This concerns me....

  1. I had a great night Saturday night. I started out with 3 patients and ended up with 4. Anyhoo, I had a man that had some increased nausea and vomiting very small amounts of bile. His abdomen was distended, soft, but more acsites than Friday night when I cared for him. He didn't have any increase in pain. He had a ruex and y...done (not sure on the spelling), anyhoo...his electrolytes were stabling out...his K went from 6.6 to 5.0 which was better...his sodium was stable....everything else fine, except his liver enzymes were going up and his BUN was 55. Anyway, I called the hepatobiliary MD that night and told her what was going on but told her that the amount of emesis that he was vomiting (maybe 10 to 15 cc's each time which wasn't too frequent) wasn't enough for an NG tube. I told her about the increased ascites and the new electrolyte levels...stable h/h...she wanted us to watch him throughout the night. He was fine...or so he said. I asked him around 2am if he was okay or felt nauseated. He told me he didn't and his daughter who is an RN at another hospital said that the vomitting had subsided.

    At about 5am, one of my other patients went into repspiratory distress. I flew into that room (and yes, nurses have wings). I stayed with her until I got her stable. It was about 6am when I returned to my other man who had n/v. The MD was outside the room and he asked about the man's n/v. The pt told the MD that he was still nauseated. When I asked him, he denied it. I witnessed an increase of bile emesis while I was in the room. I went ahead and gave him 4mg zofran IV knowing it wouldn't have any effect, but the MD wanted him to have it anyway. But, I felt like I had abandoned this patient. I knew maybe he needed an NG tube at that point. I felt like I dumped in on the day nurse who said he needed an NG tube. The MD just said that his BUN level would have warranted the n/v and was reluctant to put the tube in.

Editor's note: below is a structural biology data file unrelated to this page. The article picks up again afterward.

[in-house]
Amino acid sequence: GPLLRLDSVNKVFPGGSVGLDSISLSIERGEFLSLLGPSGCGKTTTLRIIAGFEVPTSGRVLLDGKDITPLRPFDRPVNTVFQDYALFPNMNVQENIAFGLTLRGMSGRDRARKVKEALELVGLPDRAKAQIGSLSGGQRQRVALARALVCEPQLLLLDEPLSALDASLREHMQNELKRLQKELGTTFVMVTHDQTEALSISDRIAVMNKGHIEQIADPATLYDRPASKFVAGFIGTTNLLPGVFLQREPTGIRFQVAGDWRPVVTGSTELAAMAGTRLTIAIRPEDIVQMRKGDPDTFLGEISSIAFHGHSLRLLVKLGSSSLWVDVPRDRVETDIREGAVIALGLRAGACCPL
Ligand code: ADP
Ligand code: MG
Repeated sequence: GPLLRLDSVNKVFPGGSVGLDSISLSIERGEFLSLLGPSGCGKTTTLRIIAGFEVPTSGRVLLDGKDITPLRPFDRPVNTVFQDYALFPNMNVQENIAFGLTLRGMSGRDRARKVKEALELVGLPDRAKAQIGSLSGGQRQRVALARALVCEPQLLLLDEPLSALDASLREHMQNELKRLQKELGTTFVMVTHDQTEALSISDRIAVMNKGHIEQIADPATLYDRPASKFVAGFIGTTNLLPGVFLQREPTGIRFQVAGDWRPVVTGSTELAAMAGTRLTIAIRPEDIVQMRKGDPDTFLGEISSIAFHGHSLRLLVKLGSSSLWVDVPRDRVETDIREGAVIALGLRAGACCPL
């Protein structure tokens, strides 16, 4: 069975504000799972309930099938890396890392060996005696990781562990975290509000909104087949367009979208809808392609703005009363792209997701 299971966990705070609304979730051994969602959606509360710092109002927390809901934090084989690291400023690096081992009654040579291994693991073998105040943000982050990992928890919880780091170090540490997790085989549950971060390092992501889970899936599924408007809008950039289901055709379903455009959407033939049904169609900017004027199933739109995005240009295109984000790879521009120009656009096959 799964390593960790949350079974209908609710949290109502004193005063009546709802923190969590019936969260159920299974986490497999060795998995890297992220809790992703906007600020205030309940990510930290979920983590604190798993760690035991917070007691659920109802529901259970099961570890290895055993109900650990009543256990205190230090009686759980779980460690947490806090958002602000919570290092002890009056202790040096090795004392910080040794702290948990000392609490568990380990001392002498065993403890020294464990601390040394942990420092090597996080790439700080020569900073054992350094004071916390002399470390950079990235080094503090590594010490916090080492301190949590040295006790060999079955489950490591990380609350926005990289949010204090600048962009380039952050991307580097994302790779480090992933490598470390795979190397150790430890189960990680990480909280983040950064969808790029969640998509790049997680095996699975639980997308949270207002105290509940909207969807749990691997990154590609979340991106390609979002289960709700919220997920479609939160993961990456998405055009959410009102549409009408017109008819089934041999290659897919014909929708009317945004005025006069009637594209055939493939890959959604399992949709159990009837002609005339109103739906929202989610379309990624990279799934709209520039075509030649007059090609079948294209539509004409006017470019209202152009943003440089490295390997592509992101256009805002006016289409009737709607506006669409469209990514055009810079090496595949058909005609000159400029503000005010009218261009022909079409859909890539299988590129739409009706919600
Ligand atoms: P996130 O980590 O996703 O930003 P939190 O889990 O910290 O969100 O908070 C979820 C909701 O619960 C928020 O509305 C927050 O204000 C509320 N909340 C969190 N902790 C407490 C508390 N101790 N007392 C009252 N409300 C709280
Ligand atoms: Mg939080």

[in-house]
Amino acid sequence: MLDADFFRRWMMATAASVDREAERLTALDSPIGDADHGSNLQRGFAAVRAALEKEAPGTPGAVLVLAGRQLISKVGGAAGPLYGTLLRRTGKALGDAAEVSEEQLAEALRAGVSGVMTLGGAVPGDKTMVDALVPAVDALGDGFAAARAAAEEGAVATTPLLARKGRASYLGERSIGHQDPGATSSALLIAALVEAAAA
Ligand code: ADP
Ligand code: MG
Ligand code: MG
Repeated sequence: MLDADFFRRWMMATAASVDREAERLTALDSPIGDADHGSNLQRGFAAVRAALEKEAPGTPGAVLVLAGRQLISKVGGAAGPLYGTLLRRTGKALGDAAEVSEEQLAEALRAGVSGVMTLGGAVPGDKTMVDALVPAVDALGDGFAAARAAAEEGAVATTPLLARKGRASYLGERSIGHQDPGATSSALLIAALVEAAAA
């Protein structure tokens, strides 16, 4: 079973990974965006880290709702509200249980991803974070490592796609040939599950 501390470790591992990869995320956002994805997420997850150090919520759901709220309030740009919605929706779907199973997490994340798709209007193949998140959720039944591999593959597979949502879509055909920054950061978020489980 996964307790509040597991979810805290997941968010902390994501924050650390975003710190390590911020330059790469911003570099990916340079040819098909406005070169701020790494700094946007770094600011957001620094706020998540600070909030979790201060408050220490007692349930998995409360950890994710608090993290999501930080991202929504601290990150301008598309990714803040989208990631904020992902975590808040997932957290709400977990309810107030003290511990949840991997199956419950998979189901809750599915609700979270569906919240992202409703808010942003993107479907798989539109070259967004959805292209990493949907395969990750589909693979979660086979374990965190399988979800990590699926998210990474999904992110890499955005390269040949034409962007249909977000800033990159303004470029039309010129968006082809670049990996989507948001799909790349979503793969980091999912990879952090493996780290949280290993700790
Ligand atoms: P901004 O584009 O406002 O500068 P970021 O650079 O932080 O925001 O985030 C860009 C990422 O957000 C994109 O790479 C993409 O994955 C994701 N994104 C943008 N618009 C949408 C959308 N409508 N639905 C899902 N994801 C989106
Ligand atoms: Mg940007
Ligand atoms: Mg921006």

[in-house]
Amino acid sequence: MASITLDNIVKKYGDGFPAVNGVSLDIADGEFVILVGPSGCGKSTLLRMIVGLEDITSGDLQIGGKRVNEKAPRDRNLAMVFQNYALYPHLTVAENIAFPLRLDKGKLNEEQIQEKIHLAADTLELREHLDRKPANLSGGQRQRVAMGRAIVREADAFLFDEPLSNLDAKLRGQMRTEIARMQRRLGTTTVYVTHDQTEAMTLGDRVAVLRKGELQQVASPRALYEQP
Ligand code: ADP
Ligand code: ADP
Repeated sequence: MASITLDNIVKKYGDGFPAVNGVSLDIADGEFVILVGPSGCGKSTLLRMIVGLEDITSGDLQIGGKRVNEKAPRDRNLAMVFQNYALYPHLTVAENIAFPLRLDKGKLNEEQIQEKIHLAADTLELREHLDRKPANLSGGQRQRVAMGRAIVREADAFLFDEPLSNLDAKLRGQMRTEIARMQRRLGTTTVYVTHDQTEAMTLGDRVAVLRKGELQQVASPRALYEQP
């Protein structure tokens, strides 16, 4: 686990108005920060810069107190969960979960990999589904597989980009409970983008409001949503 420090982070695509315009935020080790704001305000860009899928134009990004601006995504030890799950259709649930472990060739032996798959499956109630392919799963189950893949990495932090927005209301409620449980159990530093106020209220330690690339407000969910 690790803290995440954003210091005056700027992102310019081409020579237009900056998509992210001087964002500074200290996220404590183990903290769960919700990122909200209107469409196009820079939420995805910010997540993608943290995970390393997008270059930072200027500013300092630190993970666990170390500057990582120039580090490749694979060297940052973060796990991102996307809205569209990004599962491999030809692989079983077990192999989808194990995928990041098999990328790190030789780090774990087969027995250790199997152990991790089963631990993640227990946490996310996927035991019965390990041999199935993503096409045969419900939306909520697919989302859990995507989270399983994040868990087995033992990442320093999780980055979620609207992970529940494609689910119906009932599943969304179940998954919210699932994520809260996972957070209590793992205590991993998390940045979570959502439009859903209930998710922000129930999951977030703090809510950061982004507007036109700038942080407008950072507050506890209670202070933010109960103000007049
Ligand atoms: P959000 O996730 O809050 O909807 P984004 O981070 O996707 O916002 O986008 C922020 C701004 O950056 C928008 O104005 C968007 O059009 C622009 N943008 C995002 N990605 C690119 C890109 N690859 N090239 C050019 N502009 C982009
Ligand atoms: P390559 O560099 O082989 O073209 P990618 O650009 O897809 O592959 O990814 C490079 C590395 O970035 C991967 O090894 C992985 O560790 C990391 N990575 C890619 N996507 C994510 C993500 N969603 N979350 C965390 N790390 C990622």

I felt so bad when I left. I felt like I wasn't aggressive enough with this. What do you think?
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  2. 2 Comments

  3. by   Tweety
    NGTs, while common just shouldn't be shoved down every patient who has n/v, especially one with gastric surgery. Sometimes a wait and see kind of situation, like the MD took earlier was appropriate. He reported no nausea later on to you as well. His condition changed around the shift change, oh well, that happens.

    You had a patient in distress. You did right by both of the patients. Don't armchair quarterback yourself here.

    You can care for me or my family any day.
  4. by   HappyJaxRN
    Quote from Tweety
    NGTs, while common just shouldn't be shoved down every patient who has n/v, especially one with gastric surgery. Sometimes a wait and see kind of situation, like the MD took earlier was appropriate. He reported no nausea later on to you as well. His condition changed around the shift change, oh well, that happens.

    You had a patient in distress. You did right by both of the patients. Don't armchair quarterback yourself here.

    You can care for me or my family any day.
    Thank you. That makes me feel better.

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